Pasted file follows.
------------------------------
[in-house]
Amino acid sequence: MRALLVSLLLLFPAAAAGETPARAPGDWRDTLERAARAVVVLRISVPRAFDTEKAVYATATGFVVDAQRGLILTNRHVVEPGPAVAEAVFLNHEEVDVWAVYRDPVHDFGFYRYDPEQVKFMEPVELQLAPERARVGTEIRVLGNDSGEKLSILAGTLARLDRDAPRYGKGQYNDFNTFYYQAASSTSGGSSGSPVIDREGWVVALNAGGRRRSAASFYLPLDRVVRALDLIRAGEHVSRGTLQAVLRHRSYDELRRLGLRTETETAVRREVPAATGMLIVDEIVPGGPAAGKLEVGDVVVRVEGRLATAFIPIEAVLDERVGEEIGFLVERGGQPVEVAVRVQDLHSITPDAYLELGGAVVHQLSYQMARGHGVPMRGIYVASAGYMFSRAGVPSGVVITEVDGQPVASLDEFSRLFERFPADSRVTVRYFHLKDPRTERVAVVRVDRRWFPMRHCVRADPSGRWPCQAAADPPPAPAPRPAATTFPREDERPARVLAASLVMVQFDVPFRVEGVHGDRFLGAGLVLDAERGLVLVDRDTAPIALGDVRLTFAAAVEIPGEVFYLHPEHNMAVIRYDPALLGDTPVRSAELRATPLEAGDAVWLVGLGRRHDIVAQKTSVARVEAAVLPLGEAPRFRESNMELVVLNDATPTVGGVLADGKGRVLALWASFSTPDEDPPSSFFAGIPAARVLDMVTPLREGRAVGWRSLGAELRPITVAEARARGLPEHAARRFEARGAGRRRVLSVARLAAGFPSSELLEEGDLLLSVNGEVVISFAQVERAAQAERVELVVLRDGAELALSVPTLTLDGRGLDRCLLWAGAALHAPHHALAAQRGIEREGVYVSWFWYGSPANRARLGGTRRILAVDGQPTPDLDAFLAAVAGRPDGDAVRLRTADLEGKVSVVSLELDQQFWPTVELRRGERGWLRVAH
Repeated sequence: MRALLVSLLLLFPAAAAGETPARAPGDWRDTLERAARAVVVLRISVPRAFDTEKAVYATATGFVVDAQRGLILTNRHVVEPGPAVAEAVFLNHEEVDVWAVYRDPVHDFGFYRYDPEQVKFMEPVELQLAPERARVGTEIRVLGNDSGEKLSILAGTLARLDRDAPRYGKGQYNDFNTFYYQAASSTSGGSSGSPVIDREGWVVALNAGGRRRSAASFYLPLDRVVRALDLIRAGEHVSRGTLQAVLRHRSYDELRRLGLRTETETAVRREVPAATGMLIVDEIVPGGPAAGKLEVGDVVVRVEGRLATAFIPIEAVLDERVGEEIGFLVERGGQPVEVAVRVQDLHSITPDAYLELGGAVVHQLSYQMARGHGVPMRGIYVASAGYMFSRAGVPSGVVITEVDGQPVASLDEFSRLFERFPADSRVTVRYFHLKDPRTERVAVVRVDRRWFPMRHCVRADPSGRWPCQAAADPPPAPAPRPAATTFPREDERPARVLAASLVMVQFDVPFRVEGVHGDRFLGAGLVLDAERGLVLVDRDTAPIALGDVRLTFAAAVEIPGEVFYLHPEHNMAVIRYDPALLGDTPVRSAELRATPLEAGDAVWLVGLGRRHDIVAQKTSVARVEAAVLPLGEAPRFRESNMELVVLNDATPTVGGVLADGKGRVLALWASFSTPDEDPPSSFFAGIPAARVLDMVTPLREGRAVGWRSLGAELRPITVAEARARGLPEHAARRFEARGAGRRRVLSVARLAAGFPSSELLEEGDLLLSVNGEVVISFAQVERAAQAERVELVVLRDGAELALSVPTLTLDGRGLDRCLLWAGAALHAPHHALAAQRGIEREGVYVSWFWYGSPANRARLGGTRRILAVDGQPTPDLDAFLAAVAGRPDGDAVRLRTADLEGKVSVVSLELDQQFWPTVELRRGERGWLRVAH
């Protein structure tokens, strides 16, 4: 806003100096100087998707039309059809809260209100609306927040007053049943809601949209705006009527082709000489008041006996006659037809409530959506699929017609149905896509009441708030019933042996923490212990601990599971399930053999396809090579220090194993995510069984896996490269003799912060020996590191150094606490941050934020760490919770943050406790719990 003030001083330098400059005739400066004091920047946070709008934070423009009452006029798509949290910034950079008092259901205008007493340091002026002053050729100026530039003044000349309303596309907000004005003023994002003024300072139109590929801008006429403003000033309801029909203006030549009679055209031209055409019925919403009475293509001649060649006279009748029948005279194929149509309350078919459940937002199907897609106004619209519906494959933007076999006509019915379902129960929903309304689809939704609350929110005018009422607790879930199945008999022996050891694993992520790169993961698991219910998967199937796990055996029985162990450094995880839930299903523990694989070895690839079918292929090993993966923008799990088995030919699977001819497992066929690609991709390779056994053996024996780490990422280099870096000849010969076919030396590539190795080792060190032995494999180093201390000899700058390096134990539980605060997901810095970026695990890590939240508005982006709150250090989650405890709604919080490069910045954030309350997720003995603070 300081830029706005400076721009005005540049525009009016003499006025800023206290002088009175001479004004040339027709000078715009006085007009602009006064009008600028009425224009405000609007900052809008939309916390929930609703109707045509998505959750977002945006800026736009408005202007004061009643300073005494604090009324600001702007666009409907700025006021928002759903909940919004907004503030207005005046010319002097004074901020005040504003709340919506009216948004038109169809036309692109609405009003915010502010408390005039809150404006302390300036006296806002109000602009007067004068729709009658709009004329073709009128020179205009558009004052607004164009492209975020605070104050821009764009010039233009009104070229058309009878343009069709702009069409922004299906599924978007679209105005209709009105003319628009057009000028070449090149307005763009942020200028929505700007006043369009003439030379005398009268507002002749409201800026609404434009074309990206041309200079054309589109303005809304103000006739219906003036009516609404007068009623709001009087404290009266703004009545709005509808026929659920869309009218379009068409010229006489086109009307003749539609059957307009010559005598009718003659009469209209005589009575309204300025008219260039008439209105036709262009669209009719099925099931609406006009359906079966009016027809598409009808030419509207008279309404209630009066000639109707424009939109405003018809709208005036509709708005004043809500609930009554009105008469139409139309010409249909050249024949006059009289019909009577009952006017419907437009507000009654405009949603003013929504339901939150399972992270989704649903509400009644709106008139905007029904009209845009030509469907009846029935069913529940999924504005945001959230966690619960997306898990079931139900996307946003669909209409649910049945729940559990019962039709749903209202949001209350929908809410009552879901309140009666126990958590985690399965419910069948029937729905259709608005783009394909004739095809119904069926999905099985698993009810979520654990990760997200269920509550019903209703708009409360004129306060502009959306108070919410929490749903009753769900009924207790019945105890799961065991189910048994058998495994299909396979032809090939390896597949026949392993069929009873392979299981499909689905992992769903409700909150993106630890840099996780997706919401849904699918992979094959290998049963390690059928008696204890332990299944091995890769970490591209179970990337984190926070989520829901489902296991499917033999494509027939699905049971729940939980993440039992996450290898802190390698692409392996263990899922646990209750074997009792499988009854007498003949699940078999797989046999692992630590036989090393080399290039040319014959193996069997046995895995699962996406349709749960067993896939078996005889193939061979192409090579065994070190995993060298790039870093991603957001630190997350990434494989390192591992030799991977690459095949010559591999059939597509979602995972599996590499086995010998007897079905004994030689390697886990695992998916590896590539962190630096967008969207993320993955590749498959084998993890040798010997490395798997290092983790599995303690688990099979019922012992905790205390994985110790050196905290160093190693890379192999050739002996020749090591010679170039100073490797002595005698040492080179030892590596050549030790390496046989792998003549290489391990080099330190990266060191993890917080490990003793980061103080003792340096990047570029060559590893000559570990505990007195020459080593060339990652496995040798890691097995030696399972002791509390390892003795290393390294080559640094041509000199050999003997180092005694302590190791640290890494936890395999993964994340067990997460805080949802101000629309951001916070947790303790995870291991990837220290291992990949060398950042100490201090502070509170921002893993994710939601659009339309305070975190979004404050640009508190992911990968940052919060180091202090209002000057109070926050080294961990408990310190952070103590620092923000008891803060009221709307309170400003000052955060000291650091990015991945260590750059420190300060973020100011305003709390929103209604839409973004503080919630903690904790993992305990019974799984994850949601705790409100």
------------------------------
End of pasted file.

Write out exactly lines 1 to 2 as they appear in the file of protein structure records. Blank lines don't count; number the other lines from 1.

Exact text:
[in-house]
Amino acid sequence: MRALLVSLLLLFPAAAAGETPARAPGDWRDTLERAARAVVVLRISVPRAFDTEKAVYATATGFVVDAQRGLILTNRHVVEPGPAVAEAVFLNHEEVDVWAVYRDPVHDFGFYRYDPEQVKFMEPVELQLAPERARVGTEIRVLGNDSGEKLSILAGTLARLDRDAPRYGKGQYNDFNTFYYQAASSTSGGSSGSPVIDREGWVVALNAGGRRRSAASFYLPLDRVVRALDLIRAGEHVSRGTLQAVLRHRSYDELRRLGLRTETETAVRREVPAATGMLIVDEIVPGGPAAGKLEVGDVVVRVEGRLATAFIPIEAVLDERVGEEIGFLVERGGQPVEVAVRVQDLHSITPDAYLELGGAVVHQLSYQMARGHGVPMRGIYVASAGYMFSRAGVPSGVVITEVDGQPVASLDEFSRLFERFPADSRVTVRYFHLKDPRTERVAVVRVDRRWFPMRHCVRADPSGRWPCQAAADPPPAPAPRPAATTFPREDERPARVLAASLVMVQFDVPFRVEGVHGDRFLGAGLVLDAERGLVLVDRDTAPIALGDVRLTFAAAVEIPGEVFYLHPEHNMAVIRYDPALLGDTPVRSAELRATPLEAGDAVWLVGLGRRHDIVAQKTSVARVEAAVLPLGEAPRFRESNMELVVLNDATPTVGGVLADGKGRVLALWASFSTPDEDPPSSFFAGIPAARVLDMVTPLREGRAVGWRSLGAELRPITVAEARARGLPEHAARRFEARGAGRRRVLSVARLAAGFPSSELLEEGDLLLSVNGEVVISFAQVERAAQAERVELVVLRDGAELALSVPTLTLDGRGLDRCLLWAGAALHAPHHALAAQRGIEREGVYVSWFWYGSPANRARLGGTRRILAVDGQPTPDLDAFLAAVAGRPDGDAVRLRTADLEGKVSVVSLELDQQFWPTVELRRGERGWLRVAH